The battle of Kobane: Humanity defying darkness

by Gokcan Aydogan   Getty Images  

 

The two jihadists were quite demoralized. "The fighter jets bombarded us day and night, shooting at everything, even motorcycles," says one of the IS fighters. The other one scoffs at the situation they are in, "We had to retire, the rats have returned."

The video from which this scene emerges is a historical document in its own right. It’s a testament to the moment when the Islamic State (IS) had, for the first time, acknowledged their defeat at the Battle of Kobane. After four months of fighting street by street and house by house, the Kurdish People's Protection Units (YPG/YPJ) expelled the jihadists from the city on the Syrian-Turkish border. The YPG/YPJ had won, IS had lost.

The defenders of Kobane -especially the fighters of the PKK and YPG/YPJ - did not only fight for themselves, nor like their opponents did they consider theirs a fight against the Western world. Rather, as Stéphane Charbonnier, the murdered editor-in-chief of Charlie Hebdo put it during the Kobane resistance: "The besieged Kurds in Syria are not Kurds, they are humanity defying darkness."

The heroic victory came as a surprise to many. Undoubtedly, it shattered the worldview of sceptics, political analysts and right-wing zealots who insisted that there could be no viable resistance against the forces of IS, insofar as that force came from the region itself. With the battle of Kobane, the peoples of Syria had once again proven that they were neither in need of a saviour nor were they a “burden” to the West. Rather, if given the gun, they were fully capable of defending themselves. This came equally as a surprise to the analysts who considered the residents of Kobane to be helpless as it did to the IS forces who tried to overrun the city.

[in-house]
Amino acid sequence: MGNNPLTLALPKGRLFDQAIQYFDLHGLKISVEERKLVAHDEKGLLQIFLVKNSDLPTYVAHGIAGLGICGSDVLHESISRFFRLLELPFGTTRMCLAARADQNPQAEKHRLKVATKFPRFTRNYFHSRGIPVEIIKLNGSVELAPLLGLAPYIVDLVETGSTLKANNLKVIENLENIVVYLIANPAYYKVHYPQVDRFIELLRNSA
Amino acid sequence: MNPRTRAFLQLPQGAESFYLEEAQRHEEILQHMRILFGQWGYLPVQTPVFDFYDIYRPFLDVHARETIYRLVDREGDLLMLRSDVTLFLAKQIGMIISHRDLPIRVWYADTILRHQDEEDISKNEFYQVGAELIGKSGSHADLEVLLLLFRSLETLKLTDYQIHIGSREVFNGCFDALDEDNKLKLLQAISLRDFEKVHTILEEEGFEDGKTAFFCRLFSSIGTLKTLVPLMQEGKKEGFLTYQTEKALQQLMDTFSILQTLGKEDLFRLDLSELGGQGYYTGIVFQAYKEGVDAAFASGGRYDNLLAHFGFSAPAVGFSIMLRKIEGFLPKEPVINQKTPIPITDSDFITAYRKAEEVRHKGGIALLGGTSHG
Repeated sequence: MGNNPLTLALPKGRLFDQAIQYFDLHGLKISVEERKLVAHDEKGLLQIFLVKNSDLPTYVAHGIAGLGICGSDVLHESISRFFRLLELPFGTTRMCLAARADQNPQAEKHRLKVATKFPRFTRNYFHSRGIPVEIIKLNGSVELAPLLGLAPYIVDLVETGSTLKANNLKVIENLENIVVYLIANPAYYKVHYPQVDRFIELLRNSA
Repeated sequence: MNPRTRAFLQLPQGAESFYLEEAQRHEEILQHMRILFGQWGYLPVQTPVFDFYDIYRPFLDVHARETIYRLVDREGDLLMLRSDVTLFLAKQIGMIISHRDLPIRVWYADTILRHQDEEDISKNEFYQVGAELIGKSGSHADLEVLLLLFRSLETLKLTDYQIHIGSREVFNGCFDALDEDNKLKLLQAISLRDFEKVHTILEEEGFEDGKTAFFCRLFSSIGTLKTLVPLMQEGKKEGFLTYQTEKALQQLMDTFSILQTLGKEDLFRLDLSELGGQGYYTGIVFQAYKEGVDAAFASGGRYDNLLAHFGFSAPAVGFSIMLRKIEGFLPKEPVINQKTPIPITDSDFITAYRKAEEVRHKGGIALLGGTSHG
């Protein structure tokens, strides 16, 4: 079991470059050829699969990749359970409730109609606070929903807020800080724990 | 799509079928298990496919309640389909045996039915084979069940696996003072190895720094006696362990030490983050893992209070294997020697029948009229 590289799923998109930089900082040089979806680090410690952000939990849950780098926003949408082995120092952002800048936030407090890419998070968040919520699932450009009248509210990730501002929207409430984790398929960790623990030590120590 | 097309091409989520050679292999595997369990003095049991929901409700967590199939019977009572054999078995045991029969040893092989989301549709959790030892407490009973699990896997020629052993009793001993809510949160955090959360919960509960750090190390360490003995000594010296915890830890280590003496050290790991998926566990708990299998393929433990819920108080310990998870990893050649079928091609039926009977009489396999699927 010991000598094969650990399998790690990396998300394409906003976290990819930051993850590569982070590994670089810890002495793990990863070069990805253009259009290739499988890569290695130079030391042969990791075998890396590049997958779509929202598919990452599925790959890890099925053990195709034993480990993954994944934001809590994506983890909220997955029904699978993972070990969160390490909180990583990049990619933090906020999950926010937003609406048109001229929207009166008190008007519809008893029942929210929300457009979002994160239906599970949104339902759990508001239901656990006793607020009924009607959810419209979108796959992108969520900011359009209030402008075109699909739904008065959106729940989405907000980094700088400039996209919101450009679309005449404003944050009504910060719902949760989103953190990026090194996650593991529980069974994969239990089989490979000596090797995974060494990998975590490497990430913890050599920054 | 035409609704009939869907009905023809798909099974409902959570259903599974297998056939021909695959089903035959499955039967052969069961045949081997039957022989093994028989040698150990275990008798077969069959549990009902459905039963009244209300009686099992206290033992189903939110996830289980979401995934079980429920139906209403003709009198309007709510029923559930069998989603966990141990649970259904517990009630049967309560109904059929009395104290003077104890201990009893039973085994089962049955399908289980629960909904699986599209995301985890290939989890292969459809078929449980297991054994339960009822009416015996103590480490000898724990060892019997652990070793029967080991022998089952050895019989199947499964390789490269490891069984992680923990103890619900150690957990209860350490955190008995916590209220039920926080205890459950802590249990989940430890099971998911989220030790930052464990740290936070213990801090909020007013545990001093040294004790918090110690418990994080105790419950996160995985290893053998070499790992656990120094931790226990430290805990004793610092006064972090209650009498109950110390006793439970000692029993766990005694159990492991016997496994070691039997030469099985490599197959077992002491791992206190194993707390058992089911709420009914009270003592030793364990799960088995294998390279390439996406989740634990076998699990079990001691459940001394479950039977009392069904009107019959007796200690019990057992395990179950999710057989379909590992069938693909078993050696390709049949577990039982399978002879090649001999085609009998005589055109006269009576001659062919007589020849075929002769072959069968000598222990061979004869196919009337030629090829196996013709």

Another group was also caught off-guard. Some so-called left-wing anti-imperialists felt ambivalent about supporting a fight waged with the support of American weapons air-dropped at the last moment. The battle shattered a simplistic worldview which equates heroism with wars fought with the AK47 alone. Such a battle, of course, could have been waged, but then the Kurds would have risked not being able to defy the Islamic State's heavy - military grade - weapons. They would have risked not breaking the myth of IS’s immortality to residents of the region.

It must be said that the consequences of the battle of Kobane have yet to be fully appreciated. The world witnessed the liberation of Sinjar and the protection of Yazidis from what could have been a genocide. The battle of Kobane also made possible the many images and videos of women - from cities liberated by the Kurdish-led coalition –enjoying their first cigarettes after many years of repression under the Islamic State. It is these kinds of events, from the extraordinary to the mundane, which resonate so much with the historical memory of Madrid in 1936 and the defence of Stalingrad.

Turkey, on the other hand, if we are being generous, always approached the battle of Kobane with caution. Turkey reluctantly picked up refugees from Kobane and at the same time allowed IS to supply ammunition through its territory.

When news of the battle began to proliferate, President Recep Tayyip Erdogan thought that the timing was right to express his position that the PKK lied on the same moral plane as IS. What better timing? And did he ever care to ask himself the simple question as to why the two were sworn enemies fighting on the same battlefield?